The Continuing Necessity of Occupy Wall Street (in Spirit, If Not Presence):
There were two disheartening things that the Rude Pundit heard/read this morning related to the actions going on with the one-year anniversary of Occupy Wall Street. The first was on an OWS Ustream feed where the incredibly diligent cameraman announced, "We are blocking the sidewalks!" as a kind of small victory, as if making bankers and brokers mildly inconvenienced is the same as shutting things down. Hell, walk on Fifth Avenue in December if you want to see sidewalks brought to a halt.

The other was the tweet "OWS Puppet Guild is performing in front of the National Museum of the American Indian" (which is actually right near the Museum of Finance). Goddamn the motherfucking puppets, even if this one is kind of a cool, grotesque Lady Liberty.

Again, one has to constantly battle one's natural cynicism to support Occupy. But this is not going to be another liberal ragging on protest.

The media is filled with stories now that ask some variation on "Whatever Happened to Occupy Wall Street?" The stories are about internal dissent in the movement or the dissipation of the energy and the activists. They talk about not having a central goal or real leadership. Essentially, it's pretty much the same thing that was written about the movement from its outset. And it's an empty narrative that leaves out the concerted effort by the FBI and police action to infiltrate and discredit, if not destroy, the movement, as they do every leftist movement in this country.

Here's the thing, and perhaps it sounds a bit like what the Obama campaign has been saying about its accomplishments: Change takes time. Yes, we are an impatient, informed-by-the-second, instant gratification-craving people now. What Occupy accomplished is to lay the groundwork for a future where protest is not only possible, but is part of the culture once again, something we haven't seen since the early 1970s. And it's hard to argue that the discussion of the economy in this election, especially for President Obama, wasn't seismically shifted by last year's long season of Occupy actions. But a real change in how the 99% relates to the 1% is gonna take a lot longer.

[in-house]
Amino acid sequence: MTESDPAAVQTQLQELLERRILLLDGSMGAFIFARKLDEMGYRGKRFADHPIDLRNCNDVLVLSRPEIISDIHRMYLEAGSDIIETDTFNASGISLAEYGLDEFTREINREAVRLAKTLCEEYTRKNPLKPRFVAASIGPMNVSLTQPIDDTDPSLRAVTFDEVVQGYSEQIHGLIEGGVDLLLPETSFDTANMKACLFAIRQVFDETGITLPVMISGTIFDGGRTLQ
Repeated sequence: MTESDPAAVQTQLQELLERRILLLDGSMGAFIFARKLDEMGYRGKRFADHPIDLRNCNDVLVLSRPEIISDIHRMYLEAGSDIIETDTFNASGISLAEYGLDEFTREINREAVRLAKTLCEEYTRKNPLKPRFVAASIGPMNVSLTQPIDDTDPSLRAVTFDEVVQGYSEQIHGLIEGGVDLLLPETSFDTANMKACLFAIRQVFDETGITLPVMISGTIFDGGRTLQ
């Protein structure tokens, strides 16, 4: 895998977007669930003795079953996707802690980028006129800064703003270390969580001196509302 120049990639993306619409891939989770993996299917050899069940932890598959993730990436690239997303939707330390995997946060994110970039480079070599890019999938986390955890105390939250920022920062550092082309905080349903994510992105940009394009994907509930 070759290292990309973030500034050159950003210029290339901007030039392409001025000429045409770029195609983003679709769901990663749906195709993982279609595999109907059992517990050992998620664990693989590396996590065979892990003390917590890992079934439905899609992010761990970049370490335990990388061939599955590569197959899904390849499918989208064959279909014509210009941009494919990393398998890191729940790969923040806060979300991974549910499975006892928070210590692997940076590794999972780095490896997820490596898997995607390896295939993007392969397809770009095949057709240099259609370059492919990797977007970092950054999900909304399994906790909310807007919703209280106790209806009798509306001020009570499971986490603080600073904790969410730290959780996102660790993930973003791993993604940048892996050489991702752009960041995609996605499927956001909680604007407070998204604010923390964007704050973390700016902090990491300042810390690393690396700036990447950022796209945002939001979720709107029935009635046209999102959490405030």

The movement, still in its nascent, wild phase, has had effects that have reverberated out from lower Manhattan. While the Chicago teachers strike might have happened on its own, one could argue that the support the teachers have gotten is part of that shift in the culture caused by OWS. Yes, once more, we can appreciate workers asserting their power. Eventually the movement will need to coalesce around some specific goals in specific ways. It will need to have, for instance, an Occupy candidate for Congress, like the antiwar candidates of the 1960s.  And that candidate might actually have to be a Democrat.

Obviously, New York City is taking the protests today very seriously, with the NYPD having already arrested over 100 people. But the greatest threats to OWS are not the cops.

Those threats would be the media tiring of the story and moving on to something new and the apathy of the mainstream left to the hippie dreamers in the streets. We here in Left Blogsylvania can actually have an effect on at least one of those so that even if OWS, in its current form, fades away, its spirit can continue to influence our politics.